1. D. M. Friedman, A. Rupel, and J. P. Buyon, “Epidemiology, etiology, detection, and treatment of autoantibody-associated congenital heart block in neonatal lupus,” Current Rheumatology Reports, vol. 9, no. 2, pp. 101–108, 2007. View at Publisher · View at Google Scholar
  2. L. A. Lee, “The clinical spectrum of neonatal lupus,” Archives of Dermatological Research, vol. 301, no. 1, pp. 107–110, 2009. View at Publisher · View at Google Scholar
  3. V. Nickeleit, M. Zeiler, F. Gudat, G. Thiel, and M. J. Mihatsch, “Detection of the complement degradation product C4d in renal allografts: Diagnostic and therapeutic implications,” Journal of the American Society of Nephrology, vol. 13, no. 1, pp. 242–251, 2002. View at Google Scholar · View at Scopus
  4. S. Minamiguchi, Y. Mikami, N. Nakajima et al., “Complement split product C4d deposition in placenta in systemic lupus erythematosus and pregnancy-induced hypertension,” Pathology International, vol. 63, no. 3, pp. 150–157, 2013. View at Publisher · View at Google Scholar · View at Scopus
  5. E. N. Kim, B. H. Yoon, J. Y. Lee et al., “Placental C4d deposition is a feature of defective placentation: observations in cases of preeclampsia and miscarriage,” Virchows Archiv, vol. 466, no. 6, pp. 717–725, 2015. View at Publisher · View at Google Scholar
  6. D. Cohen, R. B. Colvin, M. R. Daha et al., “Pros and cons for C4d as a biomarker,” Kidney International, vol. 81, no. 7, pp. 628–639, 2012. View at Publisher · View at Google Scholar
  7. M. G. Crespo-Leiro, A. Veiga-Barreiro, N. Domenech et al., “Humoral heart rejection (severe allograft dysfunction with no signs of cellular rejection or ischemia): incidence, management, and the value of C4d for diagnosis,” American Journal of Transplantation, vol. 5, no. 10, pp. 2560–2564, 2005. View at Publisher · View at Google Scholar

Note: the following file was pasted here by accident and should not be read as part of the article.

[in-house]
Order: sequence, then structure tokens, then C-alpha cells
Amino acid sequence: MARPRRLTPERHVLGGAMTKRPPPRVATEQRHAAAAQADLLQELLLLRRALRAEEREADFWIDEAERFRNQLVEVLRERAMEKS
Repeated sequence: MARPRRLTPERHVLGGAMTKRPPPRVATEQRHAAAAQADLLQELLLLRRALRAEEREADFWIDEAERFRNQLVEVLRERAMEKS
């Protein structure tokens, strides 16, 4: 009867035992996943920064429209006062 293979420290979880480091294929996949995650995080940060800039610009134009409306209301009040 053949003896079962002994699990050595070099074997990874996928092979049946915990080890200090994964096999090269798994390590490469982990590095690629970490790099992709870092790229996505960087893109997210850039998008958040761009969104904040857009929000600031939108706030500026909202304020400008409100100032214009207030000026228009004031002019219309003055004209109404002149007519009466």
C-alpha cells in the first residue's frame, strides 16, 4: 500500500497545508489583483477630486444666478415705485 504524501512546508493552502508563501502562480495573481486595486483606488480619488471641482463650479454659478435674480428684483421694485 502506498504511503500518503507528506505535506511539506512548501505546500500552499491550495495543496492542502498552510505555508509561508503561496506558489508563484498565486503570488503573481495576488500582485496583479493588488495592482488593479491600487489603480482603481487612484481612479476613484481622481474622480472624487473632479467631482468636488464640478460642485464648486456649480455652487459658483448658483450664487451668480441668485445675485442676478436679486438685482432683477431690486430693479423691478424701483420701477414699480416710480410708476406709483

8. C. M. Magro, A. Pope Harman, D. Klinger et al., “Use of C4d as a diagnostic adjunct in lung allograft biopsies,” American Journal of Transplantation, vol. 3, no. 9, pp. 1143–1154, 2003. View at Publisher · View at Google Scholar
  9. W. Wisuthsarewong, J. Soongswang, and R. Chantorn, “Neonatal lupus erythematosus: clinical character, investigation, and outcome,” Pediatric Dermatology, vol. 28, no. 2, pp. 115–121, 2011. View at Publisher · View at Google Scholar · View at Scopus
  10. M. C. Audette, K. Levytska, S. J. Lye, N. Melamed, and J. C. Kingdom, “Parental ethnicity and placental maternal vascular malperfusion pathology in healthy nulliparous women,” Placenta, vol. 66, pp. 40–46, 2018. View at Publisher · View at Google Scholar
  11. A. Revaux, A. Mekinian, P. Nicaise et al., “Antiphospholipid syndrome and other autoimmune diseases associated with chronic intervillositis,” Archives of Gynecology and Obstetrics, vol. 291, no. 6, pp. 1229–1236, 2015. View at Publisher · View at Google Scholar
  12. A. A. Zuppa, R. Riccardi, S. Frezza et al., “Neonatal lupus: Follow-up in infants with anti -SSA/Ro antibodies and review of the literature,” Autoimmunity Reviews, vol. 16, no. 4, pp. 427–432, 2017. View at Publisher · View at Google Scholar
  13. Y. Li, Q. Wang, Y. Luo, and Y. Zhao, “Neonatal lupus erythematosus: a review of 123 cases in China,” International Journal of Rheumatic Diseases, vol. 18, no. 7, pp. 761–767, 2015. View at Publisher · View at Google Scholar